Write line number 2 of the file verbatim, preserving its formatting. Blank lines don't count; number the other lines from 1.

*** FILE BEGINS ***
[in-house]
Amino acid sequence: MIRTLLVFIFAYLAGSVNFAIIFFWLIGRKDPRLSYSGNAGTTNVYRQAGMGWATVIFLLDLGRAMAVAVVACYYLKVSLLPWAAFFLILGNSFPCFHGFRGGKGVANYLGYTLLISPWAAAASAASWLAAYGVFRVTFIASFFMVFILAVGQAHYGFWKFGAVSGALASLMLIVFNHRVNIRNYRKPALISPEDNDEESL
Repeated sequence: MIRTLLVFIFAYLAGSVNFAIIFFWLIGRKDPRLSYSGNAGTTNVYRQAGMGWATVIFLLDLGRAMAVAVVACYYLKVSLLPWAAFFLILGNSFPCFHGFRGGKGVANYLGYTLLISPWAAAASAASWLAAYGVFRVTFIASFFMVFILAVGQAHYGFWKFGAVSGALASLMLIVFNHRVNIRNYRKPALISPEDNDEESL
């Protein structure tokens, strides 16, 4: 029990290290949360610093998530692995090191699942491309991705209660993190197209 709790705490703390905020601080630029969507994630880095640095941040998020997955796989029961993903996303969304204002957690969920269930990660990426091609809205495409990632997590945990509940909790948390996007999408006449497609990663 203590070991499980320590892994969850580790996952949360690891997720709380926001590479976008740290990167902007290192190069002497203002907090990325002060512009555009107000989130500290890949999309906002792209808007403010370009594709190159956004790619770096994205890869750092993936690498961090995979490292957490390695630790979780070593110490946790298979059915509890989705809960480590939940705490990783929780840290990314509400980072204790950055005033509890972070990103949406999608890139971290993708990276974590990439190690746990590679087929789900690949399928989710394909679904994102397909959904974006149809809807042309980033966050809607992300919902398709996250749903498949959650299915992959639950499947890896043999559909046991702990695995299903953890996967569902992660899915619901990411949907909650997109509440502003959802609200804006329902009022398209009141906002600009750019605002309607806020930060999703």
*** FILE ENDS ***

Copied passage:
Amino acid sequence: MIRTLLVFIFAYLAGSVNFAIIFFWLIGRKDPRLSYSGNAGTTNVYRQAGMGWATVIFLLDLGRAMAVAVVACYYLKVSLLPWAAFFLILGNSFPCFHGFRGGKGVANYLGYTLLISPWAAAASAASWLAAYGVFRVTFIASFFMVFILAVGQAHYGFWKFGAVSGALASLMLIVFNHRVNIRNYRKPALISPEDNDEESL